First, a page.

St. Andrew’s: The Font

An 1882 drawing by J. Lewis Andre of the font at St. Andrew's Edburton

Despite the title, this post will, for reasons that will become apparent, report on the fonts at both Edburton and Pyecombe. Though not quite identical twins, they are certainly sisters of nearly the same age. John Allen remarks that the one at St. Andrew’s is “the earliest datable object in the church”. Indeed it may even be older than the church itself. When churches were rebuilt, the font was often retained for use in the replacement building.

Both the Edburton and Pyecombe fonts are made of lead. This is very uncommon. Of the tens of thousands of fonts that existed in England in 1909, just thirty were made of lead.

The greatest enemy of lead fonts, as of all lead objects, has been the intrinsic value of the material. The discarded stone font makes a convenient trough for watering animals, or will pleasantly decorate the parsonage garden when used as a flower-pot, but the lead font has higher uses. It can be turned into many bullets. [Weaver 1909, page 1]

At the time Weaver was writing, Sussex provided a home to four lead fonts, at Parham and Greatham House in Pulborough in addition to the two considered here. The Parham and Pulborough fonts are not siblings to those at Edburton and Pyecombe. The Parham font is fourteenth century and has a unique design that relies on lettering for decoration [ibid. page 20]. The Pulborough font is (or was) rectangular with minimal ornamentation and “nothing by way of date can be hazarded, for it is a simple unassuming thing and reveals nothing” and “has fallen to the low estate of a flower-pot” [ibid. pages 20-21].

By contrast:

The Edburton and Pyecombe fonts help to keep up the high archaeological reputation of Sussex. They lack figures altogether, and are probably the work of a Norman plumber of about 1200 or later. Both fonts have the heavy fluted rim, the upper arcading and the narrow middle band of scrollwork, but there is no slavish likeness in detail or size. The lowest band differs in the two, the Pyecombe font having an arcading of fifteen, with floral work within the arches the Edburton example shows the scrolls without the arches.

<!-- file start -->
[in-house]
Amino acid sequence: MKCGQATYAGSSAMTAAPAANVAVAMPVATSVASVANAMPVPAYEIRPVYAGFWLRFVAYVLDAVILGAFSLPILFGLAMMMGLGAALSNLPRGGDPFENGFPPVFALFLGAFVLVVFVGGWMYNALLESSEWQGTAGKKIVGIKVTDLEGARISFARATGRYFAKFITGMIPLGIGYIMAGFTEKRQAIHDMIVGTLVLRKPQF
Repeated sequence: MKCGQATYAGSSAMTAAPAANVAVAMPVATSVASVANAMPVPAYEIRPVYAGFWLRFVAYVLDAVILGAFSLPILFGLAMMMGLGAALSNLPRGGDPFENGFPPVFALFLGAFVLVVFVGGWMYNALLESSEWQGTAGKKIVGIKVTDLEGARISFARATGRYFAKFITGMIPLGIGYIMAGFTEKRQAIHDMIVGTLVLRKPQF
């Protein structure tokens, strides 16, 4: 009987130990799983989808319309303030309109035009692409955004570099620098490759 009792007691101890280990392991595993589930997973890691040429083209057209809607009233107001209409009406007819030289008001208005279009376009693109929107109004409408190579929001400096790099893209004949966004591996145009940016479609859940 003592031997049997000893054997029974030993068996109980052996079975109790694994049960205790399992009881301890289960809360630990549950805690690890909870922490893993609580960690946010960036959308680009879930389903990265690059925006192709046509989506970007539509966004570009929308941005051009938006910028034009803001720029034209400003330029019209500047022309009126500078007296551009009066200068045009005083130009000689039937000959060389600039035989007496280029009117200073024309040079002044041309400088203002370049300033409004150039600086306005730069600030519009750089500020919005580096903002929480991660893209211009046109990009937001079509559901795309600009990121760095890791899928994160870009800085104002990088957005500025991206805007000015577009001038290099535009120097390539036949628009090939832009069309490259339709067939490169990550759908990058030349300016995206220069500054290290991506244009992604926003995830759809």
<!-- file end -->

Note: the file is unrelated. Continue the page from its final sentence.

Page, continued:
The Pyecombe bowl is 6 feet in circumference and 15 inches deep, that of Edburton is 5 feet and 13½ inches respectively. Though distinctively Norman in character, the coming of Gothic is apparent in the trefoil heads of the upper arcading. The general effect is perhaps a little suggestive of embroidery, but very successful. [Weaver 1909, pages 14-15.]

The external circumference of the Edburton font is actually 5 feet 2 inches around the body. The circumference around the rim is about 5 inches more.

Lead font at the Church of the Transfiguration, Pyecombe

The lead font at the Church of the Transfiguration, Pyecombe

Like Weaver, André dates both fonts to the late Norman period. He also has much useful information about their construction and design.

Leaden fonts were, from the flexible nature of their material, most easily and readily fashioned into a circular or tub-shaped form, and many of them are therefore of this outline, being, in fact, short cylinders .. In each example I have seen in situ, or know of by means of descriptions or drawings, the bowl alone is of metal, placed upon a stem or base of stone or brick. The majority of those of the Norman era have foliage work twining about the surface, or small figures under a continuous range of arches. .. Llancourt and Tidenham, in Gloucestershire, have fonts with patterns on them, evidently cast in the same mould, as is probably the case with portions of those at Edburton and Pyecombe.